When you ask about the key concepts and major philosophies of RET and Cognitive Behavioral Therapy (CBT), it is difficult to answer concisely. CBT refers to a number of approaches to understanding and treating mental health problems (as well as understanding and modifying human behavior in general). These approaches share a number of concepts and philosophies but there are also major differences among them.
As the name implies, cognitive behavioral approaches take a behavioral understanding of human behavior and add cognition. This may sound simple and straightforward, however, it can be done in a variety of very different ways. Under the heading of CBT you can find a broad range of approaches from radically behavioral approaches which understand cognition as covert verbal behavior stimulus-response conditioning to approaches (such as RET) which emphasize cognition so much that it sometimes sounds as though behavioral principles such as operant conditioning are irrelevant.You phrased your question as though RET and CBT are synonymous. However, RET is only one of many CBT approaches. I will not try to summarize the key concepts of RET since it is not an approach I use (proponets of RET are hereby invited to contribute their comments). However, here is a summary of the key concepts and major philosophies of another CBT approach, Becks Cognitive Therapy, which I condensed from a chapter I wrote with Aaron Beck (published in Major Theories of Personality Disorder):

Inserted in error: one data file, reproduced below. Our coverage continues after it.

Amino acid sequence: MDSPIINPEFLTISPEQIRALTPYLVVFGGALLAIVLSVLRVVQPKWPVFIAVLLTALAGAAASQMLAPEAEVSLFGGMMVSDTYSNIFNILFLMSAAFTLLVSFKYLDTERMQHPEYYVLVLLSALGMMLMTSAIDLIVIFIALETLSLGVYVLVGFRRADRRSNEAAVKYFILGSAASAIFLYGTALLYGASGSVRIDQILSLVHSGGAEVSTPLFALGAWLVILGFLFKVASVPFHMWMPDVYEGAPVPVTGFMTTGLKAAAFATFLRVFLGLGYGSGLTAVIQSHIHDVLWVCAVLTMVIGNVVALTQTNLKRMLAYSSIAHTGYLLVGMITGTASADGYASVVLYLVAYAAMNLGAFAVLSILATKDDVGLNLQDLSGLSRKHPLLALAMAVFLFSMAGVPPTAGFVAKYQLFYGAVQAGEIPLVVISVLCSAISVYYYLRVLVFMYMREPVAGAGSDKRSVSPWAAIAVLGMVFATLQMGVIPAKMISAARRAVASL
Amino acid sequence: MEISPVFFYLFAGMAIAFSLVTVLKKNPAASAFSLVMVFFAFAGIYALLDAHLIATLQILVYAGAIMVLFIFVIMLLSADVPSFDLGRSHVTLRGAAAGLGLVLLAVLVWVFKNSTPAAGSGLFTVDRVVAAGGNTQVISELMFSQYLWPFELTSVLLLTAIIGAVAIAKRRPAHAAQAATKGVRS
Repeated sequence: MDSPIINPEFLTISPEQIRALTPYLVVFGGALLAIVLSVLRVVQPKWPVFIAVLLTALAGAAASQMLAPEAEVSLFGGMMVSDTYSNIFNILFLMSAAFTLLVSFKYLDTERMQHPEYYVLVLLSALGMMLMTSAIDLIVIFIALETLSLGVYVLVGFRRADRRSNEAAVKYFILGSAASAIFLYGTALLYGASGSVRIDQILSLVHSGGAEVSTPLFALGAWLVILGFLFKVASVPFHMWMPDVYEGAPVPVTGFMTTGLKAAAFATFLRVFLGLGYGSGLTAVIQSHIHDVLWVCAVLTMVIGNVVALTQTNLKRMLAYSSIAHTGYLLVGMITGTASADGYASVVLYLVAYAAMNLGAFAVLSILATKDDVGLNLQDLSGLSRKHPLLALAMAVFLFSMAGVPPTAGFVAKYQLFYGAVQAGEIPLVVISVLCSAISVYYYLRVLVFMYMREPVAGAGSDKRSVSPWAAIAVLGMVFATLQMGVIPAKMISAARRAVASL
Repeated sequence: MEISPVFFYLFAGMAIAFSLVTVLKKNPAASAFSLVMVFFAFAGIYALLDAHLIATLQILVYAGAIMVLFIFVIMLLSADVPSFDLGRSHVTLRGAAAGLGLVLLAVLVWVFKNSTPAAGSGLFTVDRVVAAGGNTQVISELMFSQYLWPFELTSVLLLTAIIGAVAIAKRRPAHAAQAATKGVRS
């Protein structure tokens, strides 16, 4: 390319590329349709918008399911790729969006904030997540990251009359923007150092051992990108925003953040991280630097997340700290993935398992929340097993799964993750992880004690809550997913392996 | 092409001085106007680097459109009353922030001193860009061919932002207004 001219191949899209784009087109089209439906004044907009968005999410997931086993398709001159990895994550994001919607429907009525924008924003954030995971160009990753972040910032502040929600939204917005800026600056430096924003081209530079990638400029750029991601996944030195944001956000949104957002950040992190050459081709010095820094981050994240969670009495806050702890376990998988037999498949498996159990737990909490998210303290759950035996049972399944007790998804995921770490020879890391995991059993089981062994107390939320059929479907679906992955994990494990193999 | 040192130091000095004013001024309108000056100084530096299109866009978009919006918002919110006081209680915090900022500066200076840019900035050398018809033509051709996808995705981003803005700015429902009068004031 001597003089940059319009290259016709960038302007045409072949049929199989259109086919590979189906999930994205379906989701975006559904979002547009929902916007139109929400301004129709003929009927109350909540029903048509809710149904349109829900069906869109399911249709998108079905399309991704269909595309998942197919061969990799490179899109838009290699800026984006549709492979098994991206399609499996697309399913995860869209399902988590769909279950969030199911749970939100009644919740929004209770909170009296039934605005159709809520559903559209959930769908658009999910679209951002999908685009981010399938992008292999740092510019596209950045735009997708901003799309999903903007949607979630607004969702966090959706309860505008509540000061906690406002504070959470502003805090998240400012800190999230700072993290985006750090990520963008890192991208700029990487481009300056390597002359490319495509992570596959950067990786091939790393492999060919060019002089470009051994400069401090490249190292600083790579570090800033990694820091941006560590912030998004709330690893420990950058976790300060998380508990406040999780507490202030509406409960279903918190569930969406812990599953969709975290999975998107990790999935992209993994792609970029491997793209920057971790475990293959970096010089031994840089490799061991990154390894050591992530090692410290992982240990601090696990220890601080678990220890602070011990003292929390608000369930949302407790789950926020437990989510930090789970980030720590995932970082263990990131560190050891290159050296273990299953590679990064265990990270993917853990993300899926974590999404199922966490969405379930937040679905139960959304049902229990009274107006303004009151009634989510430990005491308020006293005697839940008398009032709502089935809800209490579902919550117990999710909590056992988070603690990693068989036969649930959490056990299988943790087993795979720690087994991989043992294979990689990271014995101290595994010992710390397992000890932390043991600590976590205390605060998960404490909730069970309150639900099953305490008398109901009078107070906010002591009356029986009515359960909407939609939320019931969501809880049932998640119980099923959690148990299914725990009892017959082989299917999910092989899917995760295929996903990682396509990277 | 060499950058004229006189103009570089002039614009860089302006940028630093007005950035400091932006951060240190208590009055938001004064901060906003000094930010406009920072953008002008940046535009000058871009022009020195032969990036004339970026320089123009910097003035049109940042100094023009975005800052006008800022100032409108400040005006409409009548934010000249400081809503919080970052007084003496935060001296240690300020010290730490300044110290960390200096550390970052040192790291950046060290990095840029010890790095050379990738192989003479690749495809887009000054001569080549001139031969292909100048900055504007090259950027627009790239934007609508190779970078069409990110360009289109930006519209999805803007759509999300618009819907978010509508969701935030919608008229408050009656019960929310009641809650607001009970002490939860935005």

Cognitive Therapys basic philosophical orientation is phenomenological. It assumes that the individual's perception and interpretation of situations shapes the emotional and behavioral responses to the situation. This is hardly a radical view. Thinkers from Buddha and the ancient Stoic philosophers up to the present have emphasized the idea that humans react to their interpretation of events, not to the actual events themselves and have argued that misperceptions and misinterpretations of events result in much unnecessary distress.
Cognitive Therapy is based on the proposition that much psychopathology is the result of systematic errors, biases, and distortions in perceiving and interpreting events. These cognitive factors are seen as resulting in dysfunctional responses to events which, in turn, may have consequences which serve to perpetuate the dysfunctional cognitions.
The idea of collaborative empiricism is central to the practice of Cognitive Therapy. In the course of therapy, the Cognitive therapist works with his or her client to collect detailed information regarding the specific thoughts, feelings, and actions which occur in problem situations. These observations are used as a basis for developing an individualized understanding of the client which provides a basis for strategic intervention. Collaborative empiricism continues to play an important role as the focus of therapy shifts from assessment to intervention. Many of the specific techniques used to modify dysfunctional thoughts, beliefs, and strategies emphasize using first-hand observation and behavioral experiments to test the validity of dysfunctional automatic thoughts or dysfunctional beliefs and to develop more adaptive alternatives. Rather than relying on the therapists expertise, theoretical deductions, or logic, Cognitive Therapy assumes that empirical observation is the most reliable means for developing valid conceptualizations and effective interventions. In order for the Cognitive therapist to intervene effectively, he or she must endeavor both to understand the individuals subjective experience and to perceive objective reality accurately.